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Almost forty years have elapsed since the completion of John M. Clarke’s study The Naples Fauna (Fauna with Manticoceras intumescens) in Western New York, the only major publication dealing with American Devonian ammonoids since James Hall’s Palaeontology of New York. During this time, Raymond and, later, Schindewolf have described a unique fauna containing several species of ammonoids from the Three Forks shale of Montana, but, otherwise, Devonian ammonoids have received very little attention in this country. However, Freeh, Wedekind, Schindewolf, Schmidt, Perna, Sobolew, Delé5pine, Matern, Dybczyński, Böhm, and others have published extensively on contemporaneous European forms, and our knowledge of Devonian ammonoids as a group has been increased greatly. Nevertheless, as was recently noted by J. P. Smith in a posthumous paper, “The study of Devonian genera is still a source of conflict, with little agreement among the attackers of the problems, and is involved in a whirlpool of nomenclature.”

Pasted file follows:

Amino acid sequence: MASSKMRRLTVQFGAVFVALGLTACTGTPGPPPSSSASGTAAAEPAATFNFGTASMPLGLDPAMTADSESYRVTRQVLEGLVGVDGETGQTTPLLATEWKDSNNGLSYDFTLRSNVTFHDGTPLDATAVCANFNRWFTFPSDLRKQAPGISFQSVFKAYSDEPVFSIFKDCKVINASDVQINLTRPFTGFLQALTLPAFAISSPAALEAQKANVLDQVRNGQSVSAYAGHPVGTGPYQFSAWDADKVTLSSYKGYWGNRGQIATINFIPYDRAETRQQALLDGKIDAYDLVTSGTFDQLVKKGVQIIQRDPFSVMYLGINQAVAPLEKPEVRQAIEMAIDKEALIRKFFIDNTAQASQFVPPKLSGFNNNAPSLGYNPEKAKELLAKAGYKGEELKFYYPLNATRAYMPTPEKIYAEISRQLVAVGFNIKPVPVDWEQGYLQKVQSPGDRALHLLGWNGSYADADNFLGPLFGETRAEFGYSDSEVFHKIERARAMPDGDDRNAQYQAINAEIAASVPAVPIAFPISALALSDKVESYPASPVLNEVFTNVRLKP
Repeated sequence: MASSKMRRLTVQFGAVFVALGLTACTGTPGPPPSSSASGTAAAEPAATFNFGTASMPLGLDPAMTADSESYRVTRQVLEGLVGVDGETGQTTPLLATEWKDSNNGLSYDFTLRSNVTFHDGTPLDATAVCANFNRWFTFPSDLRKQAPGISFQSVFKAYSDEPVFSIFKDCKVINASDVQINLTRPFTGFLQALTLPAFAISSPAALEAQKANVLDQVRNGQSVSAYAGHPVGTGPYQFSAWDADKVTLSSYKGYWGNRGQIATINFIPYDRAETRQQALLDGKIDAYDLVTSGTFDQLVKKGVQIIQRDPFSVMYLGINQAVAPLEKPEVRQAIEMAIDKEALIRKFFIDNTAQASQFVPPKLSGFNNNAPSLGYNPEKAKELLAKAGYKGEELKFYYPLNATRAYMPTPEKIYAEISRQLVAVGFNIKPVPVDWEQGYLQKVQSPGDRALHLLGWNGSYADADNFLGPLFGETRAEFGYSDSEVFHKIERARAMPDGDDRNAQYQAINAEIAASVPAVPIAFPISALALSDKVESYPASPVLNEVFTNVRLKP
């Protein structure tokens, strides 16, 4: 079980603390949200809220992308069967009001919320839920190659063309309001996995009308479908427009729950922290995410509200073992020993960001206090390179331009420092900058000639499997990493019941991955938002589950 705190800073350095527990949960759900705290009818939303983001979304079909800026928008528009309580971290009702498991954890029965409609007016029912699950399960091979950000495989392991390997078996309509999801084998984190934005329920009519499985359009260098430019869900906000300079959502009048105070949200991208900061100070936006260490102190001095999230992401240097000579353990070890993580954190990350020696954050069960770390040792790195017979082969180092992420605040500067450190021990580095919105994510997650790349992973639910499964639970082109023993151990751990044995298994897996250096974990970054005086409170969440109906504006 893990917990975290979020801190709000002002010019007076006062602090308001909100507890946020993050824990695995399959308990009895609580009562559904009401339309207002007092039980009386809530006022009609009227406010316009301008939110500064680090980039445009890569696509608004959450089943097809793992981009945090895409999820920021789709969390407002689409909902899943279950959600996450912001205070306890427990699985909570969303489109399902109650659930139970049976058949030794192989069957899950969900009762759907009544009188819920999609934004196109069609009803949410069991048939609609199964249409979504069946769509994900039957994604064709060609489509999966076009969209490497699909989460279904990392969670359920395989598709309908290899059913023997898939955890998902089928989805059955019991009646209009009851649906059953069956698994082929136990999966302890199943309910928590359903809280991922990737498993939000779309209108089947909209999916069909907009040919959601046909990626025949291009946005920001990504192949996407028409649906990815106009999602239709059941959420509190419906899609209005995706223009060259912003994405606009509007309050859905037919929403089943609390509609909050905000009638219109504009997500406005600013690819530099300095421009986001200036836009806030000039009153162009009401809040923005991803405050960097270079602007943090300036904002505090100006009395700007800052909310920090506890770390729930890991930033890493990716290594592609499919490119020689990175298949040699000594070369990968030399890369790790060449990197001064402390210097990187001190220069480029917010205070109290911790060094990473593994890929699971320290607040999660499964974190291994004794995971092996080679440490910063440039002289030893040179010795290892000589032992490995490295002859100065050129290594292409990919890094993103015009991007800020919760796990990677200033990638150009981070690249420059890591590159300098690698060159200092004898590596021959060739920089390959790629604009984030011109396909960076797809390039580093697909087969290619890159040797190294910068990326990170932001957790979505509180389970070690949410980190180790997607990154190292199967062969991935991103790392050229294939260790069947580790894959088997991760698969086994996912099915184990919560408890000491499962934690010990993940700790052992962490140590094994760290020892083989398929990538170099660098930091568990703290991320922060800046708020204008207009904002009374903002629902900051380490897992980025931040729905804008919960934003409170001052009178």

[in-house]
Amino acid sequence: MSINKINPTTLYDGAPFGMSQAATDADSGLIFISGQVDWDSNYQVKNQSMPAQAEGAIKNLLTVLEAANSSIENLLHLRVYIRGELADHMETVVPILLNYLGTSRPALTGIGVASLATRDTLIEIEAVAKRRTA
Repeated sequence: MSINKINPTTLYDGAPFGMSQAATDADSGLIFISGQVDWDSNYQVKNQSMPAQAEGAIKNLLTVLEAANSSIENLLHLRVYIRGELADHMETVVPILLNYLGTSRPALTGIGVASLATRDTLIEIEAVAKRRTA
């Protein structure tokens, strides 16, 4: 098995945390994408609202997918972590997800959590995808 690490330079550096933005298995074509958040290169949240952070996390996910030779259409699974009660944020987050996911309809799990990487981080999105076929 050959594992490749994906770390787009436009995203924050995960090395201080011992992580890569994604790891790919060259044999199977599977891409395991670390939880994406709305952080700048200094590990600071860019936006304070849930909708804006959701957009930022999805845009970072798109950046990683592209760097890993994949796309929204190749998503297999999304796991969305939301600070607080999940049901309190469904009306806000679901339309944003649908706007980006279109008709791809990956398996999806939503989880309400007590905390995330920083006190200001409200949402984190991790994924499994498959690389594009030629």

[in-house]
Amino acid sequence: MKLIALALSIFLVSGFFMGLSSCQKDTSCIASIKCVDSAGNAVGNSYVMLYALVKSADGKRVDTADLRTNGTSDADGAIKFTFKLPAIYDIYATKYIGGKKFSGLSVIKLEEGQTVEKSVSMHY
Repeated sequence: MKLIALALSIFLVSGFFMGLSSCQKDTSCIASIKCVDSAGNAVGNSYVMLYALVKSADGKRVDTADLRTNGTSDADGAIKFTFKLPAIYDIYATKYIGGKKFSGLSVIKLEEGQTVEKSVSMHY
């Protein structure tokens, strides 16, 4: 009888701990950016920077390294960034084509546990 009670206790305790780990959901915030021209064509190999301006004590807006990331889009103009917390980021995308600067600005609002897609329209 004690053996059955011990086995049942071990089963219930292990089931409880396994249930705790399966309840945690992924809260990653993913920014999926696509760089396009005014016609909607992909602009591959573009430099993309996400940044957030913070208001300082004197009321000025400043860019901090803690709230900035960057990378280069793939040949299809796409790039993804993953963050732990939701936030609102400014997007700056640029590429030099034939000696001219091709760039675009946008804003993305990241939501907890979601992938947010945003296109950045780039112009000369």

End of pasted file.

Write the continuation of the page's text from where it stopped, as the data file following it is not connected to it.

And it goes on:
For about ten years the writer has been particularly interested in Paleozoic cephalopods. Five years ago he attempted to complete, from the literature, a bibliographic index of the Devonian cephalopods of North America, and he then became aware of the urgent need for a restudy of the type specimens of American Devonian ammonoids as well as nautiloids. Most of these specimens are housed in museums which, unfortunately, have found it necessary to discontinue the loaning of types. This difficulty was overcome in a large part by liberal financial assistance received from the Geological Society of America and the Wagner Free . . .

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